This ticket was mentioned in Slack in #core by swissspidy. View the logs.


9 months ago

#37 in reply to: ↑ 35 ; follow-ups: @ocean90
9 months ago

Replying to swissspidy:

Besides that, I'm still tinkering with the patch to find the best way to load the translation files. We could load the JSON files in PHP and use wp_add_inline_script to initialize them or we could also fetch them via Ajax (think wp.i18n.load_textdomain()).

That sounds interesting but for v1 we should load them via wp_add_inline_script(). Loading strings asynchronously sounds complicated. :)

20491.5.diff:

  • It looks like the JS minify task ignores the @preserve tag in the file header.
  • Is numberFormat() compatible with WordPress' license? There is a @license See CREDITS.md tag but the file doesn't exist.
  • I wonder if we should make wp.i18n.sprintf() public or if there should be a wrapper instead. Something like wp.i18n.translate( 'Foo %1$s, %2$s', arg1, arg2 ) as an alternative for wp.i18n.sprintf( wp.i18n.__( 'Foo %1$s, %2$s', 'domain' ), arg1, arg2 )

#38 in reply to: ↑ 37 ; follow-up: @swissspidy
9 months ago

Replying to ocean90:

Replying to swissspidy:

  • It looks like the JS minify task ignores the @preserve tag in the file header.

That line's exactly like that in the original source. How does core preserve file headers in other JS files?

  • Is numberFormat() compatible with WordPress' license? There is a @license See CREDITS.md tag but the file doesn't exist.

Good question. I think in the last few patches I used different code than in the original patch, so that might not even be up to date anymore.

  • I wonder if we should make wp.i18n.sprintf() public or if there should be a wrapper instead. Something like wp.i18n.translate( 'Foo %1$s, %2$s', arg1, arg2 ) as an alternative for wp.i18n.sprintf( wp.i18n.__( 'Foo %1$s, %2$s', 'domain' ), arg1, arg2 ).

That sounds impossible with the optional domain param before the args, no?

Also, string.sprintf( arg1, arg2 ) might be more JavaScript-like, but ideally there should be a wp.sprintf utility method.

#40 in reply to: ↑ 38 ; follow-up: @ocean90
9 months ago

Replying to swissspidy:

  • I wonder if we should make wp.i18n.sprintf() public or if there should be a wrapper instead. Something like wp.i18n.translate( 'Foo %1$s, %2$s', arg1, arg2 ) as an alternative for wp.i18n.sprintf( wp.i18n.__( 'Foo %1$s, %2$s', 'domain' ), arg1, arg2 ).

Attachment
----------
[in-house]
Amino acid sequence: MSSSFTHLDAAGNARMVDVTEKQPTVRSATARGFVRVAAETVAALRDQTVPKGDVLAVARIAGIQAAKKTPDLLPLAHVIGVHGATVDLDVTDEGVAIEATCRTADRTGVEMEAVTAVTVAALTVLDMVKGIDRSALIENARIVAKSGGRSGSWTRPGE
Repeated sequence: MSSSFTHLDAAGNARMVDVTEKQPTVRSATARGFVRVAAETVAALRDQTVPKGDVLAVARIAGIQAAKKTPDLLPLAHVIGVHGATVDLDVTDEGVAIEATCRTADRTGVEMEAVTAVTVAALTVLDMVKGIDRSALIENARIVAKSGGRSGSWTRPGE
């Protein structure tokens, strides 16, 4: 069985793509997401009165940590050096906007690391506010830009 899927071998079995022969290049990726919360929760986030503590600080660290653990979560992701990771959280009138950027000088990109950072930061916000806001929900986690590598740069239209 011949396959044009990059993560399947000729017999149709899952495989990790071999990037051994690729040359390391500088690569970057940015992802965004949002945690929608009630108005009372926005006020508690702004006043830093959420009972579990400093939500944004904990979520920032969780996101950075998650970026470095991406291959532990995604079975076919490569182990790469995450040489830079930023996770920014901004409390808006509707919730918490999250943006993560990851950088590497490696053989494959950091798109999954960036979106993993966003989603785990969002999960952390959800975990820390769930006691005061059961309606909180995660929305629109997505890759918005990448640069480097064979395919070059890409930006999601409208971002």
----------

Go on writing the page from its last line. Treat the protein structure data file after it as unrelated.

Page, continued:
That sounds impossible with the optional domain param before the args, no?

You're right… ☹️

#41 in reply to: ↑ 40 @swissspidy
9 months ago

Replying to ocean90:

Replying to swissspidy:

  • I wonder if we should make wp.i18n.sprintf() public or if there should be a wrapper instead. Something like wp.i18n.translate( 'Foo %1$s, %2$s', arg1, arg2 ) as an alternative for wp.i18n.sprintf( wp.i18n.__( 'Foo %1$s, %2$s', 'domain' ), arg1, arg2 ).

That sounds impossible with the optional domain param before the args, no?

You're right…

Apparently Jed's sprintf implementation is simply a copy of the one from https://github.com/alexei/sprintf.js. We should rather use that directly (in wp-util, in a new ticket). In the meantime I'll remove the wp.i18n.sprintf line from the patch

@swissspidy
9 months ago

#42 follow-up: @swissspidy
9 months ago

In 20491.6.diff:

  • Introduce wp.i18n.loadLocaleData() and wp.i18n.getLocale().
  • Introduce get_js_i18n_data() to load a JSON translation file.
  • Introduce WP_Scripts:: load_translation_file() to pass that JSON to wp.i18n.loadLocaleData().
  • Add some more QUnit tests.

If get_js_i18n_data() and WP_Scripts:: load_translation_file() seem legit I'll happily continue working on it.

Regarding sprintf(), this patch also removes wp.i18n.sprintf as Jed's implementation is really out of date. Jed even encourages removing it from its source code:

// This is not internally used, so you can remove it if you have this
// available somewhere else, or want to use a different system.